On Ramadan, Tummy Bugs and Food Porn: Notes from Chefchaouen

I’m not even going to bother writing an impractical guide to Chefchaouen.

It would consist wholly of stifling hot bedrooms, baking hot terraces, rumbling tummies, fevered brows, the same stretches of empty and well-trodden lane, closed doors, silence. You’d have to be floored with a ferocious tummy bug and exhaustion to truly retrace my footsteps.

We are still in Chefchaouen. Day 5. Or maybe 6.

 

Still ain’t nobody here but us chickens.

 

We were supposed to have left yesterday morning, on a bus back to Fes. According to our optimistically insane original plan, we would then be hanging around in baking hot Fes from 3pm until 9:30pm, which was when our even more delusionally optimistic overnight bus to Merzouga was to have left. I still have the tickets for both in my wallet.

Six and a half hours, with nowhere to lay our bags or to rest our heads.

Six and a half hours in the crankiest, hottest hours leading up to the end of the fast.

Six and a half hours in a city we were already up to here with.

And then 12 more hours on a bus into the desert. Where we would then proceed deeper into the desert, on camel back, to go camping.

In the heat of summer.

In Ramadan.

Did I mention that Doug was still sick?  And that I was teetering on the edge of it, precarious from chronic insomnia?

No, it simply wouldn’t do.

At midnight two nights ago, in our tiny, overheated, fanless room at the guesthouse where we spent our first three brutal, sleepless, fevered nights here, accompanied by the late night revelries of our neighbours who celebrated their feasting hours by banging on things and blowing horns until all hours, we abruptly changed our minds about everything we had planned.

A great big hypothetical red X was scrawled across the lower half of our Lonely Planet map of Morocco and we started to look longingly at places that were, say, three hours away. On the coast. Maybe with a pool. And a terrace. And a fan, at least.

At 1am, I emailed one of the cushiest riads that we could feasibly afford in Chefchaouen and booked 2 more nights. We weren’t going anywhere soon.

I couldn’t decide whether I was old, tired, burnt out, sick or lazy.

After barely 2 weeks in Morocco, all I wanted to do was stay inside and sleep for a week. Which is why we are still in Chefchaouen two days later, in a riad we can only afford if we close our eyes and pretend the price is in, say, Burmese kyats. It overlooks the town and the sprawl of the surrounding low rise mountains. It’s a very, very pretty room, with an Arabesque chaise longue for me to lie in and indulge in my nausea and dizziness. The bed is huge and engulfing. We’re sleeping like Sims running on empty.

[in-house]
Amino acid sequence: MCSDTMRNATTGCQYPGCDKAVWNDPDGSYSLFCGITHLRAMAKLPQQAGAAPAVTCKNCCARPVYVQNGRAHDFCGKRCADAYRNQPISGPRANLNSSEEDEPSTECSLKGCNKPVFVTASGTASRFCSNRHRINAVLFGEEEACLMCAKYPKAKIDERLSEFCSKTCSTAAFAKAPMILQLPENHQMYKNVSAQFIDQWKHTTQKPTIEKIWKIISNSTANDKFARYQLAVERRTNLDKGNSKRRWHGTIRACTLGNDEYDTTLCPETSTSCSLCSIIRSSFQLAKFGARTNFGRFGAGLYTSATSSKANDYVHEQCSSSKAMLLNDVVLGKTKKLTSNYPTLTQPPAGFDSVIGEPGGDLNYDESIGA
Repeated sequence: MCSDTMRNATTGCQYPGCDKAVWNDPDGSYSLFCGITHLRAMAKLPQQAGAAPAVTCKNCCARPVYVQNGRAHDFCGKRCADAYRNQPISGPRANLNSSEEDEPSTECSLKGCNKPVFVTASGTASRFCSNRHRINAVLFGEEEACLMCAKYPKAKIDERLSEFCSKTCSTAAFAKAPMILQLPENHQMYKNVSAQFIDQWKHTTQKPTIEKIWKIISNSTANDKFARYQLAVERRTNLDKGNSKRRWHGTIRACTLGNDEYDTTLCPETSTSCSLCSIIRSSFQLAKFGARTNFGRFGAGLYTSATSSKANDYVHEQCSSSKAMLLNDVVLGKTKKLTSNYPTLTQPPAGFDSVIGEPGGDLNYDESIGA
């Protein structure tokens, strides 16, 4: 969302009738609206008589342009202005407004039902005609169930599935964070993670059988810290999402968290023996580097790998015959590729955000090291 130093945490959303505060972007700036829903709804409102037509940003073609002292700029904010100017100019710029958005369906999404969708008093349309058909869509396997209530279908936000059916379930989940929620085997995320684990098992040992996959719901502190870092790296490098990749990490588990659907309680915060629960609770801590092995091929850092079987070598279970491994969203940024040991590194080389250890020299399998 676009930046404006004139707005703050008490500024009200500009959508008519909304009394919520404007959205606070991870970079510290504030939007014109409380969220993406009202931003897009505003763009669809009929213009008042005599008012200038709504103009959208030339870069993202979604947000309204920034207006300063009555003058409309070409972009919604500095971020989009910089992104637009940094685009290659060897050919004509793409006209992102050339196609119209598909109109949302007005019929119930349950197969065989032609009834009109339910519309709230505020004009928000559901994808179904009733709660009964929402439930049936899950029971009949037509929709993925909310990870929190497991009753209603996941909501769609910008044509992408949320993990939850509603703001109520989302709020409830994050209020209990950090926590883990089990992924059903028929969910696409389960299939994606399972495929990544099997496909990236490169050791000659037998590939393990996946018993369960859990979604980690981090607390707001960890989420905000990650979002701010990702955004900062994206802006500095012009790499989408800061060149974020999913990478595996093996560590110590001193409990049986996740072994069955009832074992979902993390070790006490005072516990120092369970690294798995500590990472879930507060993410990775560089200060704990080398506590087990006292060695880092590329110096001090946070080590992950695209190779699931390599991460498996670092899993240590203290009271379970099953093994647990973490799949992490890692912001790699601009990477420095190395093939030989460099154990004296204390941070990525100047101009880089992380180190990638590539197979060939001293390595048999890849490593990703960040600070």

The view isn’t bad. And the mini-private-terrace ain’t so bad either.

 

At first I felt strangely guilty, not wanting to go out and explore much. I did that in the first few days here, while Doug stayed in the room, sick. I ventured out into the unnaturally silent back streets in search of something, anything open, so I could bring back bread and cheese, perhaps, or even just a bottle of water. I said hello and had brief chats with the few people who had also ventured out (old man, artist, cat). Most of the time, it was deserted.

The thing is, Ramadan changes everything here.

In Ramadan, I’ve been told repeatedly, everything shuts down. Or if it doesn’t shut down entirely, then it only opens for Iftar. The things that are open are catering to the tourist set: souvenirs, set menus containing the same 5 tired dishes in four languages, more souvenirs. Anything off the beaten track, away from the touts, is closed. Bus service is limited; seats sell out immediately. Grand taxi prices skyrocket and haggling changes nothing. Ramadan is, overwhelmingly, a prix fixe month.

Everyone’s circadian rhythms are rearranged during Ramadan. Days are silent, empty. If there were tumbleweeds here, they’d roll past. Shops are shuttered tight. If you want to go exploring, all you will see are cats and closed doors and tourist trinkets and their vendors.

 

Men at the night cafe.

 

The nights are crowded, noisy, brisk. The dusk streets are filled with kids, running, shouting, blowing on party horns. People buying up rounds of bread, trays of dates, bags of syrup soaked sweets, massive bottles of drinking water.  People often stay up until the sohur drummer comes by at 2 or 3am, making sure no one sleeps through the opposite of breakfast. Night time streets in Chefchaouen in Ramadan smell like hashish and bread.